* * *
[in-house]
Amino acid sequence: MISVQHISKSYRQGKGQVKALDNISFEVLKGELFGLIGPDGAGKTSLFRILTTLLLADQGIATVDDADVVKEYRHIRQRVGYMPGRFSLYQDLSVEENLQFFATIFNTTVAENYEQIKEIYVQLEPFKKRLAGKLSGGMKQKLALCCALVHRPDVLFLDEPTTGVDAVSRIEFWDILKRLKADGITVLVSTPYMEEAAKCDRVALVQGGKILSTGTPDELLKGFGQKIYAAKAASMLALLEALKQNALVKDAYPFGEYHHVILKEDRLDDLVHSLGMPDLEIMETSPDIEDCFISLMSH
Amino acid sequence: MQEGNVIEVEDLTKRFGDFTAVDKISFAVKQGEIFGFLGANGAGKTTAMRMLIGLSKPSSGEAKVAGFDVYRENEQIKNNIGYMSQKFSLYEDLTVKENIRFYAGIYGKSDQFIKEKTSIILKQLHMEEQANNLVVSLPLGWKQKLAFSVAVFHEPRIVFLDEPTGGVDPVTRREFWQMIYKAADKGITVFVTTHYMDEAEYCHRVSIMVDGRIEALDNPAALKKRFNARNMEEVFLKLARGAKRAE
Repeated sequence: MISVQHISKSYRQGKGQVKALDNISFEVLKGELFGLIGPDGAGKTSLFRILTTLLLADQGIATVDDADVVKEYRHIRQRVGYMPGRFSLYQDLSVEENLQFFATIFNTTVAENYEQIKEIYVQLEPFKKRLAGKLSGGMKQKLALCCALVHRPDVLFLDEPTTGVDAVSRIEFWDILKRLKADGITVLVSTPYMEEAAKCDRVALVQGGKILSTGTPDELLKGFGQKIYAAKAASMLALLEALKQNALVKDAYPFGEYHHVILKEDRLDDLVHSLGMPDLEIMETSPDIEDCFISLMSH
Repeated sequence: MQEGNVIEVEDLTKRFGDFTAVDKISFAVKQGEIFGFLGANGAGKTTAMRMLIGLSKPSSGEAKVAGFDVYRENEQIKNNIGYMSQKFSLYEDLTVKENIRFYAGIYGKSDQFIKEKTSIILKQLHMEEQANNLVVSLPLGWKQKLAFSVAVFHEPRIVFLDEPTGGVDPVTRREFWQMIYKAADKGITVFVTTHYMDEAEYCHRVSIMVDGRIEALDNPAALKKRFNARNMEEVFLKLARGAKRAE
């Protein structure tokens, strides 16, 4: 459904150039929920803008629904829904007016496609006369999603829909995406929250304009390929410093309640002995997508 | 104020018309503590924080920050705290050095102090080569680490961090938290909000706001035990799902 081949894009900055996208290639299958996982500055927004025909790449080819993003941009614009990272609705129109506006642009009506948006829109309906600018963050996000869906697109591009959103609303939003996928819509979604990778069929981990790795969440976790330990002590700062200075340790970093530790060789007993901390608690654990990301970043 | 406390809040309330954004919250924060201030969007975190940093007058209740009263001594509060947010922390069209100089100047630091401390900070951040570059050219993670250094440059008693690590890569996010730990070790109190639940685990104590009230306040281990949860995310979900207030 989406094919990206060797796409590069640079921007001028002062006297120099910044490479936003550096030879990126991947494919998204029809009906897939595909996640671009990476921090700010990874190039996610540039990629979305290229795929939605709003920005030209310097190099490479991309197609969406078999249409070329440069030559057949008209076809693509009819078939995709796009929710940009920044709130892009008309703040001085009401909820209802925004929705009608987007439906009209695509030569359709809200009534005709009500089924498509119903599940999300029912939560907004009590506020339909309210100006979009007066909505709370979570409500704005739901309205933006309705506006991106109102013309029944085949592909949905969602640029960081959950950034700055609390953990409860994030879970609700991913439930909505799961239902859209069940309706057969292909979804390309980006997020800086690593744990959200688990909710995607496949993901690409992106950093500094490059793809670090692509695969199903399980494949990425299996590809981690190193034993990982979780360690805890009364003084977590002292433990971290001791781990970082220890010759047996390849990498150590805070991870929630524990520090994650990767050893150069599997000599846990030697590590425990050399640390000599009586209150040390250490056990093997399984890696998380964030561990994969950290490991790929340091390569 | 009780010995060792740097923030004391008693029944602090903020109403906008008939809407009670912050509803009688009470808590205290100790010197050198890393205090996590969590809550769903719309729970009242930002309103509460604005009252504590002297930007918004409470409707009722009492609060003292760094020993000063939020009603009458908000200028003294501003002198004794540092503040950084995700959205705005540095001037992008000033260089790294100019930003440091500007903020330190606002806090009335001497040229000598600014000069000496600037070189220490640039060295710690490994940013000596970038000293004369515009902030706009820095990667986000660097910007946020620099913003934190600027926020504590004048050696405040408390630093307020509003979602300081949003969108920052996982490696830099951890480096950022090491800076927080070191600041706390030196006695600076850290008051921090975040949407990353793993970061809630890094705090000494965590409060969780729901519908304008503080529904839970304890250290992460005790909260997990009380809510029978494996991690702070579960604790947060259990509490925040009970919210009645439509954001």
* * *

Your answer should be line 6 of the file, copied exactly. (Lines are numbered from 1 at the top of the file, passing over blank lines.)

């Protein structure tokens, strides 16, 4: 459904150039929920803008629904829904007016496609006369999603829909995406929250304009390929410093309640002995997508 | 104020018309503590924080920050705290050095102090080569680490961090938290909000706001035990799902 081949894009900055996208290639299958996982500055927004025909790449080819993003941009614009990272609705129109506006642009009506948006829109309906600018963050996000869906697109591009959103609303939003996928819509979604990778069929981990790795969440976790330990002590700062200075340790970093530790060789007993901390608690654990990301970043 | 406390809040309330954004919250924060201030969007975190940093007058209740009263001594509060947010922390069209100089100047630091401390900070951040570059050219993670250094440059008693690590890569996010730990070790109190639940685990104590009230306040281990949860995310979900207030 989406094919990206060797796409590069640079921007001028002062006297120099910044490479936003550096030879990126991947494919998204029809009906897939595909996640671009990476921090700010990874190039996610540039990629979305290229795929939605709003920005030209310097190099490479991309197609969406078999249409070329440069030559057949008209076809693509009819078939995709796009929710940009920044709130892009008309703040001085009401909820209802925004929705009608987007439906009209695509030569359709809200009534005709009500089924498509119903599940999300029912939560907004009590506020339909309210100006979009007066909505709370979570409500704005739901309205933006309705506006991106109102013309029944085949592909949905969602640029960081959950950034700055609390953990409860994030879970609700991913439930909505799961239902859209069940309706057969292909979804390309980006997020800086690593744990959200688990909710995607496949993901690409992106950093500094490059793809670090692509695969199903399980494949990425299996590809981690190193034993990982979780360690805890009364003084977590002292433990971290001791781990970082220890010759047996390849990498150590805070991870929630524990520090994650990767050893150069599997000599846990030697590590425990050399640390000599009586209150040390250490056990093997399984890696998380964030561990994969950290490991790929340091390569 | 009780010995060792740097923030004391008693029944602090903020109403906008008939809407009670912050509803009688009470808590205290100790010197050198890393205090996590969590809550769903719309729970009242930002309103509460604005009252504590002297930007918004409470409707009722009492609060003292760094020993000063939020009603009458908000200028003294501003002198004794540092503040950084995700959205705005540095001037992008000033260089790294100019930003440091500007903020330190606002806090009335001497040229000598600014000069000496600037070189220490640039060295710690490994940013000596970038000293004369515009902030706009820095990667986000660097910007946020620099913003934190600027926020504590004048050696405040408390630093307020509003979602300081949003969108920052996982490696830099951890480096950022090491800076927080070191600041706390030196006695600076850290008051921090975040949407990353793993970061809630890094705090000494965590409060969780729901519908304008503080529904839970304890250290992460005790909260997990009380809510029978494996991690702070579960604790947060259990509490925040009970919210009645439509954001």